The Lens of Conflict
What skills does my game require from the
Are there categories of skill that this game is
Which skills are dominant?
Are these skills creating the experience I want?
Are some players better at these skills than
others? Does this make the game feel unfair?
Can players improve their skills with practice?
Does the game demand the right level of skill?
Jesse Schell, Lens #27
Boundaries separate the game from everything that
is not that game.
These boundaries can be physical – like the edges of
an arena, playing field, or board game – or they can
be conceptual, such as the social agreement to play.
The Lens of Functional Space
Think about the space in which your game really takes
place when all the surface elements are stripped away.
Is the space of this game discrete or continuous?
How many dimensions does it have?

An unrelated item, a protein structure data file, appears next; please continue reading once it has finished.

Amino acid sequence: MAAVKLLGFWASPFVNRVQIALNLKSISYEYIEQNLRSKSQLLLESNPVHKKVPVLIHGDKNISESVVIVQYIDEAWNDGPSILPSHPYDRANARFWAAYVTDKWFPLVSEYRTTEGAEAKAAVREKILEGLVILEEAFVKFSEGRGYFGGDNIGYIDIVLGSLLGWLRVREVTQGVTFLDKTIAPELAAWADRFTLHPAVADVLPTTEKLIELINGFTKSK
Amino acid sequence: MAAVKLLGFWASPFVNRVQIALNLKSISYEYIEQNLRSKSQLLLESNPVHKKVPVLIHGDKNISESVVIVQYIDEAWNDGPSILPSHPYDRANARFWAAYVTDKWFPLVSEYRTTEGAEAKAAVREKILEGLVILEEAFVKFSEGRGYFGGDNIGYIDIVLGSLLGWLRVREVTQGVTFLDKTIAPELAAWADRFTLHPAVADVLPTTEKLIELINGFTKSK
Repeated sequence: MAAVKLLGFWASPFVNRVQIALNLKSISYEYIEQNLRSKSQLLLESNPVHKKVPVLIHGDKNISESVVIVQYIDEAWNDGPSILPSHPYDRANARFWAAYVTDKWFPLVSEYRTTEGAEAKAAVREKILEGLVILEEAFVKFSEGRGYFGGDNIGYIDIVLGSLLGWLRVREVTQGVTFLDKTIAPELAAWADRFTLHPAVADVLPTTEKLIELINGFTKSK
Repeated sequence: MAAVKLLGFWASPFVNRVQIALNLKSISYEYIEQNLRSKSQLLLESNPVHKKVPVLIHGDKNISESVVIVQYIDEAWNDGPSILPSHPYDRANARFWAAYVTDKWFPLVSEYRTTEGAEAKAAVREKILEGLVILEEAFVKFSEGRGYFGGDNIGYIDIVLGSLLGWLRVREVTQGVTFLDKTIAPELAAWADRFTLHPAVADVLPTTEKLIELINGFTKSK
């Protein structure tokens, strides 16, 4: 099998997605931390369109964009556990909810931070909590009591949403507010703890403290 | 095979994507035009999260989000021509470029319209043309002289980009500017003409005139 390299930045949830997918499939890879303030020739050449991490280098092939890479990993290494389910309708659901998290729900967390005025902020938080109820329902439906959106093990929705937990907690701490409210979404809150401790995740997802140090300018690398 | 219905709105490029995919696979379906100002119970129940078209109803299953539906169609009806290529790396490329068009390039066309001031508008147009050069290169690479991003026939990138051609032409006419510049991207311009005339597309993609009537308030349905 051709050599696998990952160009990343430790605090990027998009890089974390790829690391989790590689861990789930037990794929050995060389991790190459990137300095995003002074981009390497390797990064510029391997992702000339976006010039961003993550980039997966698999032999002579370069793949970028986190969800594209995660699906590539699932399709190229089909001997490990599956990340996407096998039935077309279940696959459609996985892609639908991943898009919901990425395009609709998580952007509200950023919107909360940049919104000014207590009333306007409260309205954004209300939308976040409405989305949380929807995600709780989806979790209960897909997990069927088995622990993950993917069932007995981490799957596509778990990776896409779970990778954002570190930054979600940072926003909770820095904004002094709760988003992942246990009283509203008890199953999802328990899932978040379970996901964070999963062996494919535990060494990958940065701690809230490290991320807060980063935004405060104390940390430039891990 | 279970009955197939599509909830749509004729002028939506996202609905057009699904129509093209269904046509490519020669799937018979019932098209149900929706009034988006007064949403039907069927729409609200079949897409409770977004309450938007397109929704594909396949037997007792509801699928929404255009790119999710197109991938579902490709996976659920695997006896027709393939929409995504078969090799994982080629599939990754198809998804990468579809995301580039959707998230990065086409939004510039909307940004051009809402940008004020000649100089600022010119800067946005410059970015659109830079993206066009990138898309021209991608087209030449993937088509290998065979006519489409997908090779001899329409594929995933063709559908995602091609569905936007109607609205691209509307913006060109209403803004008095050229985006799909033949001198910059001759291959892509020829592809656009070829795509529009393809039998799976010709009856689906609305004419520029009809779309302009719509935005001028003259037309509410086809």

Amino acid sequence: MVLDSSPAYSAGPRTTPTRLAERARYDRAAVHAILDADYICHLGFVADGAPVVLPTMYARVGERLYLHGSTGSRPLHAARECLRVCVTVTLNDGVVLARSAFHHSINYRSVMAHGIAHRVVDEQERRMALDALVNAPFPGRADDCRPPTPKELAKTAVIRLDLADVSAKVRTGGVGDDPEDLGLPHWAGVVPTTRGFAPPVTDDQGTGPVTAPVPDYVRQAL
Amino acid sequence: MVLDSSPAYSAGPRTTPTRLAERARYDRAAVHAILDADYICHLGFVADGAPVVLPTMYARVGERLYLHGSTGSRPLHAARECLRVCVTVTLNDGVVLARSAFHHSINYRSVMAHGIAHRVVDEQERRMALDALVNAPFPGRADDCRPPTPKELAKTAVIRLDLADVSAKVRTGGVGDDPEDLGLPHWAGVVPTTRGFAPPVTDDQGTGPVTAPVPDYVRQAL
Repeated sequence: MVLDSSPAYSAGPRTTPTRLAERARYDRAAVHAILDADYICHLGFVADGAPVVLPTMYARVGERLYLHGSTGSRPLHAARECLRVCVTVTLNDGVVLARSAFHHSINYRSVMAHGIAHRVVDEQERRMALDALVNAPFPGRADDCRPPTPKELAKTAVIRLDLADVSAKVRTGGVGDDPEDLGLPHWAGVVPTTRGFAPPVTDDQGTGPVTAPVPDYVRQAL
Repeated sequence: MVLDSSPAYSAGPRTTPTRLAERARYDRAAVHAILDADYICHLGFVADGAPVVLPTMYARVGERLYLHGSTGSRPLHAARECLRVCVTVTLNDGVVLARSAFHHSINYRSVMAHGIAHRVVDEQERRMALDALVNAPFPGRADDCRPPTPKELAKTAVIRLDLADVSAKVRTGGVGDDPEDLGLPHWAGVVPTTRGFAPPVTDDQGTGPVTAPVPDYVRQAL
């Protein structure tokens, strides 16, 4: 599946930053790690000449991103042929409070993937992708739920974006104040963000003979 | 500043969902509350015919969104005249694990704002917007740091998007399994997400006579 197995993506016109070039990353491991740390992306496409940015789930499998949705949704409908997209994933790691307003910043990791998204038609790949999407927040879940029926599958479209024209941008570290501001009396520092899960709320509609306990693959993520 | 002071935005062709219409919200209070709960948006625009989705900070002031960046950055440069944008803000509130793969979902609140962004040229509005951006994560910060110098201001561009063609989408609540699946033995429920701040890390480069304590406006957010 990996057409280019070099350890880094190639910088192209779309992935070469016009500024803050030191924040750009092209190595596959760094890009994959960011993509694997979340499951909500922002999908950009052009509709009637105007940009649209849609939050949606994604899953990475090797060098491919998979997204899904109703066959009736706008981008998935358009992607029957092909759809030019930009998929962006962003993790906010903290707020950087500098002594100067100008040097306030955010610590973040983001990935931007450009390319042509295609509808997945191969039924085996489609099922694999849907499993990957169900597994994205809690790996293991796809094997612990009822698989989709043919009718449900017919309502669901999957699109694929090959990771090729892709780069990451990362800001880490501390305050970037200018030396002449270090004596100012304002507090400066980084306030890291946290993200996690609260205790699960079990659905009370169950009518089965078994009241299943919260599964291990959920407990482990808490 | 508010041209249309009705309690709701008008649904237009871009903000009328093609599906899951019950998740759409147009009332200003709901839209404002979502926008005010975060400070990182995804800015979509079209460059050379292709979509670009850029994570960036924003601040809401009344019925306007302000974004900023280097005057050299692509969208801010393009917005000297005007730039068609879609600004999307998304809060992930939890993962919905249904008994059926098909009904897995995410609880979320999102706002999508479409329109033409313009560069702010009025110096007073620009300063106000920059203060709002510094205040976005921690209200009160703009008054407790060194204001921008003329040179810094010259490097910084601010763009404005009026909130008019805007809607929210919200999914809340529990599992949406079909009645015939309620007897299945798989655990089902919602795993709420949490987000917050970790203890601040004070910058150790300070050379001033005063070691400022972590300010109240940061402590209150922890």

What are the boundaries of the space?
Are there sub-spaces? Are they connected?
Is there more than one useful way to abstractly model
the space in the game?
Jesse Schell, Lens #21
The outcome of a game is its end state – usually a win,
loss or sometimes, a draw.
There are a number of ways to determine outcome, but
the structure of the final outcome will always be related to
the player interaction patterns and the objective.
Many two-player or two-team games are called “zero sum”
games, because there is one winner (+1) and one loser (-
The outcome of a game must be uncertain to hold the
attention of players.
However, some games go on indefinitely and reward
players in other ways to keep them playing.
1. Download GM Tutorial - Scrolling
Shooter.zip from the LAFS GD1 website
2. Create a Scrolling Shooter game